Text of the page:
Considered for Carcinogen List
by Steve Waldrop
January 13, 2003
The federal government
has begun evaluating whether medical X-rays should be declared a carcinogen,
a move that experts say could reduce unnecessary exposures to radiation
and force doctors to pay closer attention to the risks involved.
The evaluation, which will be conducted over the next year, was prompted
by a request from the National Institute of Environmental Health Sciences.
The listing is being considered for the National Toxicology Program's
11th Report on Carcinogens due in 2004.
Cancer risks from radiation exposure are well documented in studies of
atomic bomb survivors, but risks from medical sources are controversial
and often down- played by physicians.
"There is a lot of data showing that radiation is a carcinogen at
very high levels," said G. Donald Frey of the American Association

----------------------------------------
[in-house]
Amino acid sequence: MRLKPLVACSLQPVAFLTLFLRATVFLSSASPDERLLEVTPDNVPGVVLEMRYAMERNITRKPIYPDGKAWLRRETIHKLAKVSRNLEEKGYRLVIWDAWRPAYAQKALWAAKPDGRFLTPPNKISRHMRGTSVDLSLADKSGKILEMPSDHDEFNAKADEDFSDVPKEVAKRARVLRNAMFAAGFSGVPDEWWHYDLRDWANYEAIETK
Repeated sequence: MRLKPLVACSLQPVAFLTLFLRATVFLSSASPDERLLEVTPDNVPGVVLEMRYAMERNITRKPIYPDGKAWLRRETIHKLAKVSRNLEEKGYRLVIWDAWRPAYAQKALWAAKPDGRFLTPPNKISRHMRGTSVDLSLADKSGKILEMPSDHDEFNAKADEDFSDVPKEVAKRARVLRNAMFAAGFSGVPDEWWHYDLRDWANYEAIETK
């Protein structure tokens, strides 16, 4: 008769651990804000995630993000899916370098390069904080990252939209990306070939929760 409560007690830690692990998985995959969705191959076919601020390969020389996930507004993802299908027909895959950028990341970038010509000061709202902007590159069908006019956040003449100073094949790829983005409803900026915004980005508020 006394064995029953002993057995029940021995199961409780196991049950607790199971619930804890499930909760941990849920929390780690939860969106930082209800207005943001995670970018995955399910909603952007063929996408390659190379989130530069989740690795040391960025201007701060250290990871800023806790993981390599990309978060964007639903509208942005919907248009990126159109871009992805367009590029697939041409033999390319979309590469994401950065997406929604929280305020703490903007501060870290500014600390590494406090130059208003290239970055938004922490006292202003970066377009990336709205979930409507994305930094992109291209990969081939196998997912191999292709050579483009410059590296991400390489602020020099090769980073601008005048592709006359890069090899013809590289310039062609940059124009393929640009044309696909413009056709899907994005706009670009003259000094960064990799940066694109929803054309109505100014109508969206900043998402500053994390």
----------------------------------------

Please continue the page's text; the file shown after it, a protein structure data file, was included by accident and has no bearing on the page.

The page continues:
of Physicists in Medicine. "What is scientifically unsettled is whether
it causes cancer at low levels. We don't really absolutely know."
According to the National Cancer Institute, major organizations "agree
there probably is no low-dose radiation "threshold" for inducing
cancer, i.e., no amount of radiation should be considered absolutely safe."
The NIEHS is concerned
that use of Computed Tomography (CT) scans, fluoroscopy, mammography in
younger women and medical X-rays are exposing the public to increasingly
higher levels of radiations, says its director, Christopher Portier.
Fred Mettler, a spokesman for the American College of Radiology and professor
of radiology at the University of New Mexico, says radiologists are supposed
to "optimize" radiation doses by exposing patients only to enough
radiation to get a clear image. The risk of exposure is balanced against
the medical benefit.
A CT scan is equal to 100 chest X-rays. For every 1 million children scanned
with CT, an estimated 1,500 will develop cancer two decades later. Up
to 3 million children receive CT scans each year. Children are typically
given adult doses during CT scans.
Last October, The NCI issued an alert to radiologists asking them to lower
CT doses to children.